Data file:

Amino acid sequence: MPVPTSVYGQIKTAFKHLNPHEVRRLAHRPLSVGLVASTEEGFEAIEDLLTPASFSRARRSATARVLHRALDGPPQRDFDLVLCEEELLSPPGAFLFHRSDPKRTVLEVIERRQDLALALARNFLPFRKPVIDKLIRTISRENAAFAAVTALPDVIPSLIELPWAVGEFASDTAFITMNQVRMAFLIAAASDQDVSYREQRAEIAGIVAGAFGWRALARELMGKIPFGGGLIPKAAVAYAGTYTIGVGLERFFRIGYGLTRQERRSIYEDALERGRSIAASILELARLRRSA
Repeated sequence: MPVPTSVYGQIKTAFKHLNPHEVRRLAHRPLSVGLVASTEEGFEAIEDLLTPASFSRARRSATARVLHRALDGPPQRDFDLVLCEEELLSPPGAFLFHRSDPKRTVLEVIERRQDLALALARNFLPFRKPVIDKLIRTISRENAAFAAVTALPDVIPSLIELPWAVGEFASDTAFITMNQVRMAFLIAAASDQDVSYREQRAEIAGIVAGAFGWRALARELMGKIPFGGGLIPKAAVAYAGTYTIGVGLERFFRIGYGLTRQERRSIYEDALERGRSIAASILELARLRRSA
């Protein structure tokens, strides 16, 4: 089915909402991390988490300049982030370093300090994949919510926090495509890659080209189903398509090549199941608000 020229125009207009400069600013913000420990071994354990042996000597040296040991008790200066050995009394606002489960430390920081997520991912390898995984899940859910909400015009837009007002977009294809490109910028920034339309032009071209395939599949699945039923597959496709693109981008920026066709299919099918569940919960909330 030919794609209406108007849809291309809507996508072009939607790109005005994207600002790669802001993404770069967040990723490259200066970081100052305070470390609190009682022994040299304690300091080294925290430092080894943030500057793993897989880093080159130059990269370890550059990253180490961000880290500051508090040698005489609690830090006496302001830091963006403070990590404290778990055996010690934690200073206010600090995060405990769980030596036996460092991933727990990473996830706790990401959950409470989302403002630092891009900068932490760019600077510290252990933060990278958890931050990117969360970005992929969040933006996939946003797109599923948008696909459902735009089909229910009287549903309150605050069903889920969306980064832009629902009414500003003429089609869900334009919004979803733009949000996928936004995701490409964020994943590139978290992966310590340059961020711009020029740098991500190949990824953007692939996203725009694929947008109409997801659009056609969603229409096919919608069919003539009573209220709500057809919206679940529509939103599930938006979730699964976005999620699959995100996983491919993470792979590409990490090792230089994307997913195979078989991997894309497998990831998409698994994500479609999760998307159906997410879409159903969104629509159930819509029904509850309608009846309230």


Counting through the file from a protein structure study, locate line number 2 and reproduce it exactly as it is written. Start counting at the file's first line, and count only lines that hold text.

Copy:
Repeated sequence: MPVPTSVYGQIKTAFKHLNPHEVRRLAHRPLSVGLVASTEEGFEAIEDLLTPASFSRARRSATARVLHRALDGPPQRDFDLVLCEEELLSPPGAFLFHRSDPKRTVLEVIERRQDLALALARNFLPFRKPVIDKLIRTISRENAAFAAVTALPDVIPSLIELPWAVGEFASDTAFITMNQVRMAFLIAAASDQDVSYREQRAEIAGIVAGAFGWRALARELMGKIPFGGGLIPKAAVAYAGTYTIGVGLERFFRIGYGLTRQERRSIYEDALERGRSIAASILELARLRRSA